As China economy shows initial signs of recovery, Premier Li stated at WEF that the most important thing is to keep employment and prices stable and China will avoid massive stimulus to hit an overly high growth target. China’s urban unemployment rate eased slightly to 5.5% in Jun but youth unemployment soared to 19.3%. On the inflation side, CPI rose from 2.1% in May to 2.5% in Jun. Instead of introducing a large-scale stimulus to meet the high-growth target, Chinese government would focus to support the area that will help China grow in a sustainable way.
China’s holdings of U.S. debt have fallen below $1 trillion for the first time in 12 years amid rising interest rates that have made Treasury’s potentially less attractive. The decline in China’s share also has been attributed to Beijing working to diversify its foreign debt portfolio.
Separately, China issued stark warning to the Biden Administration against US House Speaker Nancy Pelosi’s planned visit to Taiwan, which the FT reported as “significantly stronger than the threats that Beijing has made in the past”. Earlier last week President Biden said he is expected to speak to President Xi in the next 10 days, and the two are expected to discuss Taiwan among other topics like the tariffs on Chinese goods as a way to mitigate some impact of imported inflation to the US.
Ordinary Chinese people are publicly revolting, with rapidly escalating boycotts on mortgage payments spread across at least 301 projects in about 91 cities. These homeowners accuse developers of failing to deliver apartments they’ve already paid for: the value of mortgages that could be affected has swelled to an estimated 2 trillion yuan ($297 billion). The property sector has been lurching from one crisis to another over the past year, as it grapples with mounting liabilities, a slowing economy and flagging demand, while its sources of fresh fundraising have been drying up. President Xi is just months away from a once-in-five-years Communist Party meeting, at which he’s expected to secure a third term in office.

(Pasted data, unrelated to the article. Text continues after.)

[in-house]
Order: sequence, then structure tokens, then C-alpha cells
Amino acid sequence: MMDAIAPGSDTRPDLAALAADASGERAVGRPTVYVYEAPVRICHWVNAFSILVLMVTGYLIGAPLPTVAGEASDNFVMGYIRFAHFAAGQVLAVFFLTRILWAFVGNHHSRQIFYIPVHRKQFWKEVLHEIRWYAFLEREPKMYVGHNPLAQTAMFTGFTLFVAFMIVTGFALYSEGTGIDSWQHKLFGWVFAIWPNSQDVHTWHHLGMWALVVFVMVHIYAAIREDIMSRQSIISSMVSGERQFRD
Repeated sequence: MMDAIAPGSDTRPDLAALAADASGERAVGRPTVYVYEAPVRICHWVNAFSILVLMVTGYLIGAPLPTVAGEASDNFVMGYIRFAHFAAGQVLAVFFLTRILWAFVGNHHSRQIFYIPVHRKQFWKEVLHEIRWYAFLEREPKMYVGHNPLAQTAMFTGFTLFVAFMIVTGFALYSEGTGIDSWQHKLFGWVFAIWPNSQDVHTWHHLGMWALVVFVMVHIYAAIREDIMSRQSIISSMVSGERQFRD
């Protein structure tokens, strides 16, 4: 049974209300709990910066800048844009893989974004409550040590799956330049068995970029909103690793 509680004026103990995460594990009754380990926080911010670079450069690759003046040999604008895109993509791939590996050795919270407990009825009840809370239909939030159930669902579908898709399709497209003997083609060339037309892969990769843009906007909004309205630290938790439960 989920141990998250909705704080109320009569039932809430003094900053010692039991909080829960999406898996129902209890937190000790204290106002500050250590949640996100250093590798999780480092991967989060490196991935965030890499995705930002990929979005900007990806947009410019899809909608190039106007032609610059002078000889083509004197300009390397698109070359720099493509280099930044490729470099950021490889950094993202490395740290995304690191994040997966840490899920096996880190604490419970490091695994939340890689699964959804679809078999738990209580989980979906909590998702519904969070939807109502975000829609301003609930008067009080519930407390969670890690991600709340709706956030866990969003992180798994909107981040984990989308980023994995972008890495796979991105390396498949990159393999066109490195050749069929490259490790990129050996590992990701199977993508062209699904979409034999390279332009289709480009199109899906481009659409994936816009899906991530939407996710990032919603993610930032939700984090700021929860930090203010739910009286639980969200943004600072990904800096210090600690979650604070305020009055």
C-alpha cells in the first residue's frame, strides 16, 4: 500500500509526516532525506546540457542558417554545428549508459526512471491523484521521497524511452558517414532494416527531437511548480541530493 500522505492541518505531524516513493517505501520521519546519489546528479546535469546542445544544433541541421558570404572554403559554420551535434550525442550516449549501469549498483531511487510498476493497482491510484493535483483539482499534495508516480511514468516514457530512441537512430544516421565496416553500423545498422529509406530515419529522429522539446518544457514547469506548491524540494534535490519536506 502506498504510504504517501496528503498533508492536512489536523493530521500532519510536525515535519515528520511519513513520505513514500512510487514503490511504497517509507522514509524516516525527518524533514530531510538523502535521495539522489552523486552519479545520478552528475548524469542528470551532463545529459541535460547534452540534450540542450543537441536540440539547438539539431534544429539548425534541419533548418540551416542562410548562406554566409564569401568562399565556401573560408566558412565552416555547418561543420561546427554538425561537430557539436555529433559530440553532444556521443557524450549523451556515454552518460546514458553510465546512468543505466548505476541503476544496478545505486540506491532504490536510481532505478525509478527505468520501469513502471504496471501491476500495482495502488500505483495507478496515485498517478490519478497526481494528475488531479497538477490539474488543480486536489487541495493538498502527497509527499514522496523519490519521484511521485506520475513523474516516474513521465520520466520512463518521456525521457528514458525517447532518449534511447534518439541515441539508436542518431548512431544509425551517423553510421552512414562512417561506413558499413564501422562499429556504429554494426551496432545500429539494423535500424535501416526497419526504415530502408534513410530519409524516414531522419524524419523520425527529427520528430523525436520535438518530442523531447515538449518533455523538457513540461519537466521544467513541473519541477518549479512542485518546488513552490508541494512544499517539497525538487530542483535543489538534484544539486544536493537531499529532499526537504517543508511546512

Singapore’s central bank is confident that despite rising interest rates, there are no heightened risks that households cannot service their loans. Household debt remains generally healthy in SG which has among the strictest limits in the world on household borrowing. MAS believe that global inflation hasn’t peaked yet, expects inflation to ease only next year as major central banks withdraw policy support and address supply challenges. The yield on 10-year Singapore Government Securities (SGS) closed at 2.78% — below the 2-year SGS yield of 2.84% last week. This inversion usually means higher home mortgage rates is expected.